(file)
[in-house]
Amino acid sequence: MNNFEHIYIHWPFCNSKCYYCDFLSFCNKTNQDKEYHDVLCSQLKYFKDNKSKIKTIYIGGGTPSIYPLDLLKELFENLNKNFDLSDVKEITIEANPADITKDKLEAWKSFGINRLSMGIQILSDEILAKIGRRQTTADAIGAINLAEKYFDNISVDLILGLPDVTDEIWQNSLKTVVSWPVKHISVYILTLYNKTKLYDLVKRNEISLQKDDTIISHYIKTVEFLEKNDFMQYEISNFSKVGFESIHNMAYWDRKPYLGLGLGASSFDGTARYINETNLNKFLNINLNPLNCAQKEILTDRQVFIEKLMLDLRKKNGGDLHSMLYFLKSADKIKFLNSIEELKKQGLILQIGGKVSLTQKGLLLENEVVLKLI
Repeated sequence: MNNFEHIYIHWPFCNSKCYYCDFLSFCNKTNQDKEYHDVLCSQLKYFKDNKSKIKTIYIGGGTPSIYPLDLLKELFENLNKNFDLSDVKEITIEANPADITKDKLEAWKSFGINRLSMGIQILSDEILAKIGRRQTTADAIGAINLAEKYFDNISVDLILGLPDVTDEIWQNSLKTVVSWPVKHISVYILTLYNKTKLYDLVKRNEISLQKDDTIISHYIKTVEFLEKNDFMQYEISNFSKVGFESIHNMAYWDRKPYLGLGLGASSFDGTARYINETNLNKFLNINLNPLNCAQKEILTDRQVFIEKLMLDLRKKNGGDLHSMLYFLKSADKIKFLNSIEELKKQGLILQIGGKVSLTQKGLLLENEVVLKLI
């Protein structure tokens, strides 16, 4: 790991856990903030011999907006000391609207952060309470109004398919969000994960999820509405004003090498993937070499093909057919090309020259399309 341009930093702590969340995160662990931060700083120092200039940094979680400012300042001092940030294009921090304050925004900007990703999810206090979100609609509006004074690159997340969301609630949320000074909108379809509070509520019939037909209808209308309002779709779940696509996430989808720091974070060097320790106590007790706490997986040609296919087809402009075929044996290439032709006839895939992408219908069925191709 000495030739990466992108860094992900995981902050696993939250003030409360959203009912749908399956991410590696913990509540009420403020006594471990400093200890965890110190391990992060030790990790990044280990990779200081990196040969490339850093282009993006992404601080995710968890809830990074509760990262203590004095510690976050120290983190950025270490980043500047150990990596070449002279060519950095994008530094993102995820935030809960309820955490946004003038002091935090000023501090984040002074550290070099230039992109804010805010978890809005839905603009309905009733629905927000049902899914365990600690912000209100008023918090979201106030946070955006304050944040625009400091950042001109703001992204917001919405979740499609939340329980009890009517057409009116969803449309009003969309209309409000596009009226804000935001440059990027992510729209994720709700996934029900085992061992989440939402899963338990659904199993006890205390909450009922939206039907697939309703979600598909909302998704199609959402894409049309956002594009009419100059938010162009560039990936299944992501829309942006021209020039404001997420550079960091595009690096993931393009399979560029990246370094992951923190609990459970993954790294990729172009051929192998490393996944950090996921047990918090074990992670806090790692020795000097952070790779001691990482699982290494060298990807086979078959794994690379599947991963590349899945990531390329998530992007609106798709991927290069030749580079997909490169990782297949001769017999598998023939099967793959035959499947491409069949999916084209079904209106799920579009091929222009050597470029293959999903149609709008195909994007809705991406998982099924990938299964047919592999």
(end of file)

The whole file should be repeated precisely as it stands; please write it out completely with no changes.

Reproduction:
[in-house]
Amino acid sequence: MNNFEHIYIHWPFCNSKCYYCDFLSFCNKTNQDKEYHDVLCSQLKYFKDNKSKIKTIYIGGGTPSIYPLDLLKELFENLNKNFDLSDVKEITIEANPADITKDKLEAWKSFGINRLSMGIQILSDEILAKIGRRQTTADAIGAINLAEKYFDNISVDLILGLPDVTDEIWQNSLKTVVSWPVKHISVYILTLYNKTKLYDLVKRNEISLQKDDTIISHYIKTVEFLEKNDFMQYEISNFSKVGFESIHNMAYWDRKPYLGLGLGASSFDGTARYINETNLNKFLNINLNPLNCAQKEILTDRQVFIEKLMLDLRKKNGGDLHSMLYFLKSADKIKFLNSIEELKKQGLILQIGGKVSLTQKGLLLENEVVLKLI
Repeated sequence: MNNFEHIYIHWPFCNSKCYYCDFLSFCNKTNQDKEYHDVLCSQLKYFKDNKSKIKTIYIGGGTPSIYPLDLLKELFENLNKNFDLSDVKEITIEANPADITKDKLEAWKSFGINRLSMGIQILSDEILAKIGRRQTTADAIGAINLAEKYFDNISVDLILGLPDVTDEIWQNSLKTVVSWPVKHISVYILTLYNKTKLYDLVKRNEISLQKDDTIISHYIKTVEFLEKNDFMQYEISNFSKVGFESIHNMAYWDRKPYLGLGLGASSFDGTARYINETNLNKFLNINLNPLNCAQKEILTDRQVFIEKLMLDLRKKNGGDLHSMLYFLKSADKIKFLNSIEELKKQGLILQIGGKVSLTQKGLLLENEVVLKLI
């Protein structure tokens, strides 16, 4: 790991856990903030011999907006000391609207952060309470109004398919969000994960999820509405004003090498993937070499093909057919090309020259399309 341009930093702590969340995160662990931060700083120092200039940094979680400012300042001092940030294009921090304050925004900007990703999810206090979100609609509006004074690159997340969301609630949320000074909108379809509070509520019939037909209808209308309002779709779940696509996430989808720091974070060097320790106590007790706490997986040609296919087809402009075929044996290439032709006839895939992408219908069925191709 000495030739990466992108860094992900995981902050696993939250003030409360959203009912749908399956991410590696913990509540009420403020006594471990400093200890965890110190391990992060030790990790990044280990990779200081990196040969490339850093282009993006992404601080995710968890809830990074509760990262203590004095510690976050120290983190950025270490980043500047150990990596070449002279060519950095994008530094993102995820935030809960309820955490946004003038002091935090000023501090984040002074550290070099230039992109804010805010978890809005839905603009309905009733629905927000049902899914365990600690912000209100008023918090979201106030946070955006304050944040625009400091950042001109703001992204917001919405979740499609939340329980009890009517057409009116969803449309009003969309209309409000596009009226804000935001440059990027992510729209994720709700996934029900085992061992989440939402899963338990659904199993006890205390909450009922939206039907697939309703979600598909909302998704199609959402894409049309956002594009009419100059938010162009560039990936299944992501829309942006021209020039404001997420550079960091595009690096993931393009399979560029990246370094992951923190609990459970993954790294990729172009051929192998490393996944950090996921047990918090074990992670806090790692020795000097952070790779001691990482699982290494060298990807086979078959794994690379599947991963590349899945990531390329998530992007609106798709991927290069030749580079997909490169990782297949001769017999598998023939099967793959035959499947491409069949999916084209079904209106799920579009091929222009050597470029293959999903149609709008195909994007809705991406998982099924990938299964047919592999």